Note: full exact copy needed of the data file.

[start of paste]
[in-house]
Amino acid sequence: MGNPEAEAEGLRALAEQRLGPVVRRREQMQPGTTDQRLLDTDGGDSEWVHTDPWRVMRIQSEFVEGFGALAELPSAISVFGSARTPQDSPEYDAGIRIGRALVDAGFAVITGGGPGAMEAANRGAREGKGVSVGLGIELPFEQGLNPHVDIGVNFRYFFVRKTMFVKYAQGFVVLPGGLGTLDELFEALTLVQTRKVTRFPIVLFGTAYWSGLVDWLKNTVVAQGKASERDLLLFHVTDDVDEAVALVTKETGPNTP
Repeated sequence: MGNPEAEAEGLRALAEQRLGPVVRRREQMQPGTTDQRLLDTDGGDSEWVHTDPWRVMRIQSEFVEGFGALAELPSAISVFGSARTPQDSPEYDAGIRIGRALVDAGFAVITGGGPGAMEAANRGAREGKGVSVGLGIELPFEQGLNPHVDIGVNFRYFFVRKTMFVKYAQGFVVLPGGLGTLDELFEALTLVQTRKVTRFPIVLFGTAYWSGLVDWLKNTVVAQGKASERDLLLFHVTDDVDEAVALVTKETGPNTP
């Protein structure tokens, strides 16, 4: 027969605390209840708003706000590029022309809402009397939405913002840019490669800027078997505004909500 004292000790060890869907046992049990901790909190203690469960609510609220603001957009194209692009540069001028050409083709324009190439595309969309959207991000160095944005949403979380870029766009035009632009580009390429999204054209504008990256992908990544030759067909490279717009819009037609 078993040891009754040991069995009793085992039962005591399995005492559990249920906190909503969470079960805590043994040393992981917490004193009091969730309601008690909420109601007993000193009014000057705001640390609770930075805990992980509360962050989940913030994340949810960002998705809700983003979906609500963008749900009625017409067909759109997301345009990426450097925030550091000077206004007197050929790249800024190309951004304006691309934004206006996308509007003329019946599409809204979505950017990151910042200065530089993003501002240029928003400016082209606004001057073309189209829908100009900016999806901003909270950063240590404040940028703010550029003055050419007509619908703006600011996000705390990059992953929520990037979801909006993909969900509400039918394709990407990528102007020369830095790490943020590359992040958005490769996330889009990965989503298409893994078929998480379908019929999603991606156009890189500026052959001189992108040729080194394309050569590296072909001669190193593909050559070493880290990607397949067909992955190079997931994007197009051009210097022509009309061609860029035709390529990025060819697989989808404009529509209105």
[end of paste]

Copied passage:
[in-house]
Amino acid sequence: MGNPEAEAEGLRALAEQRLGPVVRRREQMQPGTTDQRLLDTDGGDSEWVHTDPWRVMRIQSEFVEGFGALAELPSAISVFGSARTPQDSPEYDAGIRIGRALVDAGFAVITGGGPGAMEAANRGAREGKGVSVGLGIELPFEQGLNPHVDIGVNFRYFFVRKTMFVKYAQGFVVLPGGLGTLDELFEALTLVQTRKVTRFPIVLFGTAYWSGLVDWLKNTVVAQGKASERDLLLFHVTDDVDEAVALVTKETGPNTP
Repeated sequence: MGNPEAEAEGLRALAEQRLGPVVRRREQMQPGTTDQRLLDTDGGDSEWVHTDPWRVMRIQSEFVEGFGALAELPSAISVFGSARTPQDSPEYDAGIRIGRALVDAGFAVITGGGPGAMEAANRGAREGKGVSVGLGIELPFEQGLNPHVDIGVNFRYFFVRKTMFVKYAQGFVVLPGGLGTLDELFEALTLVQTRKVTRFPIVLFGTAYWSGLVDWLKNTVVAQGKASERDLLLFHVTDDVDEAVALVTKETGPNTP
């Protein structure tokens, strides 16, 4: 027969605390209840708003706000590029022309809402009397939405913002840019490669800027078997505004909500 004292000790060890869907046992049990901790909190203690469960609510609220603001957009194209692009540069001028050409083709324009190439595309969309959207991000160095944005949403979380870029766009035009632009580009390429999204054209504008990256992908990544030759067909490279717009819009037609 078993040891009754040991069995009793085992039962005591399995005492559990249920906190909503969470079960805590043994040393992981917490004193009091969730309601008690909420109601007993000193009014000057705001640390609770930075805990992980509360962050989940913030994340949810960002998705809700983003979906609500963008749900009625017409067909759109997301345009990426450097925030550091000077206004007197050929790249800024190309951004304006691309934004206006996308509007003329019946599409809204979505950017990151910042200065530089993003501002240029928003400016082209606004001057073309189209829908100009900016999806901003909270950063240590404040940028703010550029003055050419007509619908703006600011996000705390990059992953929520990037979801909006993909969900509400039918394709990407990528102007020369830095790490943020590359992040958005490769996330889009990965989503298409893994078929998480379908019929999603991606156009890189500026052959001189992108040729080194394309050569590296072909001669190193593909050559070493880290990607397949067909992955190079997931994007197009051009210097022509009309061609860029035709390529990025060819697989989808404009529509209105």